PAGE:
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What will be the tipping point for AR/VR technology?

2020 is a year with a lot of upcoming new and interesting technologies. One of the things that have exploded in the past year is the 360 camera. There are some such cameras on the market, and they continue to improve both in ease of use, but also capabilities. 360-degree cameras are not really for everyone today, and that market remains smaller overall. The other area of recent improvement is the personal video camera. Or more a product that replicates the functionality of a police officer body cam. The Body Cam detects motion and beings recording video. The same is true for the personal version as they detect you moving and start recording video.

GoPro and other devices also do that and fit into the newer category of Action Caerams. Finally, there are some other types of cameras appearing that continue to create interesting new possibilities. For example, there are now AR cameras or cameras designed to help measure space and create a virtual version of an actual space. This can be expanded so that the user can create completely virtual spaces. Augmented Reality and Virtual Reality allow for interesting new photography opportunities.  360-degree cameras can be converted to Augmented Reality cameras quickly. By the way, the interesting fact in this space is that you can also get 360-degree cameras that can be added to your cell phone.

At what point does AR/VR technology take off? Malcolm Gladwell wrote a great book called “The Tipping point” talking about when a market reaches the point where it will be to move rapidly. It is a slow build-up to the point where everyone whats to be involved in the technology. Flat-screen TV’s are a great example when they cost 14000 dollars, not many homes had one. The larger projection-type screens (the big screen in a box) were 2000 and much more popular. When flat-screen tech got to the point where the screen could be gotten for 500 dollars (all re US dollars sorry) the flat screen exploded. When or what will be the driver for AR/VR to take off. It is a question I keep asking myself.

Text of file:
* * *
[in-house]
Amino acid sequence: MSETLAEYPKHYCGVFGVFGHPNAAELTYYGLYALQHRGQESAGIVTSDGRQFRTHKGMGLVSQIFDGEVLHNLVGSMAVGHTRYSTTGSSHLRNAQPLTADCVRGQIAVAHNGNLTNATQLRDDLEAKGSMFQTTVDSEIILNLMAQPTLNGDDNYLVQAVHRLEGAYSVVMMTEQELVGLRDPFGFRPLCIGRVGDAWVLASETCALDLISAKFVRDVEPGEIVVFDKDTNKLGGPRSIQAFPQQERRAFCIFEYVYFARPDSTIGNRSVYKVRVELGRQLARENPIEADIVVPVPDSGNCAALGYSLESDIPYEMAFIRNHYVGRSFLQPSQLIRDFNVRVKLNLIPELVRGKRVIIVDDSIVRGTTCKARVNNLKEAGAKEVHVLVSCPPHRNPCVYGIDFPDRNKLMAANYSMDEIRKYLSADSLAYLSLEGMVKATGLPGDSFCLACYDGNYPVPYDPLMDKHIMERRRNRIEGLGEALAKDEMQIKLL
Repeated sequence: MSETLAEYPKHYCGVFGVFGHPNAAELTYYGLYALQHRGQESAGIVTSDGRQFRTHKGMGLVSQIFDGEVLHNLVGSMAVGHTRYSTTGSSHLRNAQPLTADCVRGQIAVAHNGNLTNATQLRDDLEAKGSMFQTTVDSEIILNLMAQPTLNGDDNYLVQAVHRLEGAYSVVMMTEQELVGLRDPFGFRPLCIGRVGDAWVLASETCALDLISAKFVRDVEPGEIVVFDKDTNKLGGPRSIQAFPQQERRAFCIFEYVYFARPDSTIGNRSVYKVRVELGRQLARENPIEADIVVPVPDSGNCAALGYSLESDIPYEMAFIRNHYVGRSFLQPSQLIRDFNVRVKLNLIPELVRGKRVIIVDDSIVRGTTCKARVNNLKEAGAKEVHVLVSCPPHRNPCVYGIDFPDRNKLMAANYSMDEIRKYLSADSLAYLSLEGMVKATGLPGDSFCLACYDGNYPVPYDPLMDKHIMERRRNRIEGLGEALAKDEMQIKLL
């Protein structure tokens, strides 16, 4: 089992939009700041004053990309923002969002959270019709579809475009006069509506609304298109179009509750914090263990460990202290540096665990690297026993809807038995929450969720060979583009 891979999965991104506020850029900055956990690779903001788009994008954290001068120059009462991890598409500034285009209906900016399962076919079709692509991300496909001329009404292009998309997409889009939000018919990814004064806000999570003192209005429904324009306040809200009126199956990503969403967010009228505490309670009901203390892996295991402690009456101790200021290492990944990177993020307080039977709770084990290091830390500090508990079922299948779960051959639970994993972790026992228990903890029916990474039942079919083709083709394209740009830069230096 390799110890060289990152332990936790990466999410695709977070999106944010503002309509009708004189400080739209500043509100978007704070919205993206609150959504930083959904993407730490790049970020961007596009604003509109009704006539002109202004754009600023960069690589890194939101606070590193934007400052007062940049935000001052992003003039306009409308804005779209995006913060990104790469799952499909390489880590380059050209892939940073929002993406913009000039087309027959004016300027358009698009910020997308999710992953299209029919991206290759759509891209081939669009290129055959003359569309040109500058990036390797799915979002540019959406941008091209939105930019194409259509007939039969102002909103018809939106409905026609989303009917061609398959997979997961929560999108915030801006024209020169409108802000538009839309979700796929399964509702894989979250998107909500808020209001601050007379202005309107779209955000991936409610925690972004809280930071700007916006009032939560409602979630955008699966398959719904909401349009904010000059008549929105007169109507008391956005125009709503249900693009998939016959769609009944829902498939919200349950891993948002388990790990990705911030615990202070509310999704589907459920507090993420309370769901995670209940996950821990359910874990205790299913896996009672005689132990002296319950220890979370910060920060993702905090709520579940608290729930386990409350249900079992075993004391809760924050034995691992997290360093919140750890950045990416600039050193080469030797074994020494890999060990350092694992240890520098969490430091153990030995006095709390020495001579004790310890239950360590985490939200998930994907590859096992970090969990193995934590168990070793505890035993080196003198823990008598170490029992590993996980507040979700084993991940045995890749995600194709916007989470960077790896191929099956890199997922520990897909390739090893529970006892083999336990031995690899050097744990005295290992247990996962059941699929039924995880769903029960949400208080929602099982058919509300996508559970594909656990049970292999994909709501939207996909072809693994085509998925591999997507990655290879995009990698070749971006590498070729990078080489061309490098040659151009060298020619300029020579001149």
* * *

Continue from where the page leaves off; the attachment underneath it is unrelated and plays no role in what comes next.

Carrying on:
• Question /

    i know most of you don’t really use or consider AR today, right?

    • Yes
    • No
  • Question /

    3d movies were launched in the 1950s and failed. They were launched again int he last 10 years and were successful, remember?

    • Yes
    • No
  • Question /

    the next thing might be immerision, would you go to a movie where you were part of what was happening?

    • Yes
    • No

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What do you think?

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Written by DocAndersen

One fan, One team and a long time dream Go Cubs!!!!!!!!!!!!!

31 Comments

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    • It will be huge in the next few years. In particular in the worlds of training, technical support and drone management.
      then in surgeries, medical diagnosis and then finally
      in-home repair professionals.
      🙂

      it is going to be there soon!!!!

  1. Q: i know most of you don’t really use or consider AR today, right?
    Yes (6 votes) – 67%
    No (3 votes) – 33%
    Q: 3d movies were launched in the 1950s and failed. They were launched again int he last 10 years and were successful, remember?
    Yes (3 votes) – 50%
    No (3 votes) – 50%
    Q: the next thing might be immerision, would you go to a movie where you were part of what was happening?
    Yes (6 votes) – 86%
    No (1 votes) – 14%

    • first you are a lot smarter than you say, i don’t think it would be hard for you to use.
      but today, they do require setup. I have been working with several companies about their cameras, pointing out that they need to get to the place where there isn’t setup.

      the issue I suspect for the mass market overall is complexity and cost!

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